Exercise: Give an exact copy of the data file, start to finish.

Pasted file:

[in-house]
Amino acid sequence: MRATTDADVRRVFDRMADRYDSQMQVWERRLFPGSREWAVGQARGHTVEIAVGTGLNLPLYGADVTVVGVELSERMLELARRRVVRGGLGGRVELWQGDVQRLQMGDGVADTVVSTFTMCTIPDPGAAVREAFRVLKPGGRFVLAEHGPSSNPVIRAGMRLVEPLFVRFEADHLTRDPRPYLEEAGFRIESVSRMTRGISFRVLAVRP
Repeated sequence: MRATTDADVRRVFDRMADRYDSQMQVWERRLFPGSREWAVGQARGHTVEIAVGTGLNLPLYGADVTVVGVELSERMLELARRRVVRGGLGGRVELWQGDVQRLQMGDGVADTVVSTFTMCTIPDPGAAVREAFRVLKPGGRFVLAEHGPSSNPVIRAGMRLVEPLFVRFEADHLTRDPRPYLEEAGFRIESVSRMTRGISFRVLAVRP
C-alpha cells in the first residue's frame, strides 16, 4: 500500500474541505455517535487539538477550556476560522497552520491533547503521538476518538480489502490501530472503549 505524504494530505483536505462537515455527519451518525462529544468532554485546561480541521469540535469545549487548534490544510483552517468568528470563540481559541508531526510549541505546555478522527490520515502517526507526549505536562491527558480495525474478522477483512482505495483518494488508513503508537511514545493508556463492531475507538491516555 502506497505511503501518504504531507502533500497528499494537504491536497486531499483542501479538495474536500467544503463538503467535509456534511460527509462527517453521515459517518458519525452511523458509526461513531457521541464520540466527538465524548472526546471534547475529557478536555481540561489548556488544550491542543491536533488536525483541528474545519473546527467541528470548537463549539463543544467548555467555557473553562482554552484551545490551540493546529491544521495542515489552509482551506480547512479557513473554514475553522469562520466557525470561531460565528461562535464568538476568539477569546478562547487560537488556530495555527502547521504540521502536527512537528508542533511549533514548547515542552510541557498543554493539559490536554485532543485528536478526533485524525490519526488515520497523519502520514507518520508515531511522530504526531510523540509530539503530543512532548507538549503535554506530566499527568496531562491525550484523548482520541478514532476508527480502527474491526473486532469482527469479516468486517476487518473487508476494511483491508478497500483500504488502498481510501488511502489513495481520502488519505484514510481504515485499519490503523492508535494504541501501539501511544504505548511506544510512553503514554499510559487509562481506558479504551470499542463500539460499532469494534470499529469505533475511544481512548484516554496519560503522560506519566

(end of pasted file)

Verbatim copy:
[in-house]
Amino acid sequence: MRATTDADVRRVFDRMADRYDSQMQVWERRLFPGSREWAVGQARGHTVEIAVGTGLNLPLYGADVTVVGVELSERMLELARRRVVRGGLGGRVELWQGDVQRLQMGDGVADTVVSTFTMCTIPDPGAAVREAFRVLKPGGRFVLAEHGPSSNPVIRAGMRLVEPLFVRFEADHLTRDPRPYLEEAGFRIESVSRMTRGISFRVLAVRP
Repeated sequence: MRATTDADVRRVFDRMADRYDSQMQVWERRLFPGSREWAVGQARGHTVEIAVGTGLNLPLYGADVTVVGVELSERMLELARRRVVRGGLGGRVELWQGDVQRLQMGDGVADTVVSTFTMCTIPDPGAAVREAFRVLKPGGRFVLAEHGPSSNPVIRAGMRLVEPLFVRFEADHLTRDPRPYLEEAGFRIESVSRMTRGISFRVLAVRP
C-alpha cells in the first residue's frame, strides 16, 4: 500500500474541505455517535487539538477550556476560522497552520491533547503521538476518538480489502490501530472503549 505524504494530505483536505462537515455527519451518525462529544468532554485546561480541521469540535469545549487548534490544510483552517468568528470563540481559541508531526510549541505546555478522527490520515502517526507526549505536562491527558480495525474478522477483512482505495483518494488508513503508537511514545493508556463492531475507538491516555 502506497505511503501518504504531507502533500497528499494537504491536497486531499483542501479538495474536500467544503463538503467535509456534511460527509462527517453521515459517518458519525452511523458509526461513531457521541464520540466527538465524548472526546471534547475529557478536555481540561489548556488544550491542543491536533488536525483541528474545519473546527467541528470548537463549539463543544467548555467555557473553562482554552484551545490551540493546529491544521495542515489552509482551506480547512479557513473554514475553522469562520466557525470561531460565528461562535464568538476568539477569546478562547487560537488556530495555527502547521504540521502536527512537528508542533511549533514548547515542552510541557498543554493539559490536554485532543485528536478526533485524525490519526488515520497523519502520514507518520508515531511522530504526531510523540509530539503530543512532548507538549503535554506530566499527568496531562491525550484523548482520541478514532476508527480502527474491526473486532469482527469479516468486517476487518473487508476494511483491508478497500483500504488502498481510501488511502489513495481520502488519505484514510481504515485499519490503523492508535494504541501501539501511544504505548511506544510512553503514554499510559487509562481506558479504551470499542463500539460499532469494534470499529469505533475511544481512548484516554496519560503522560506519566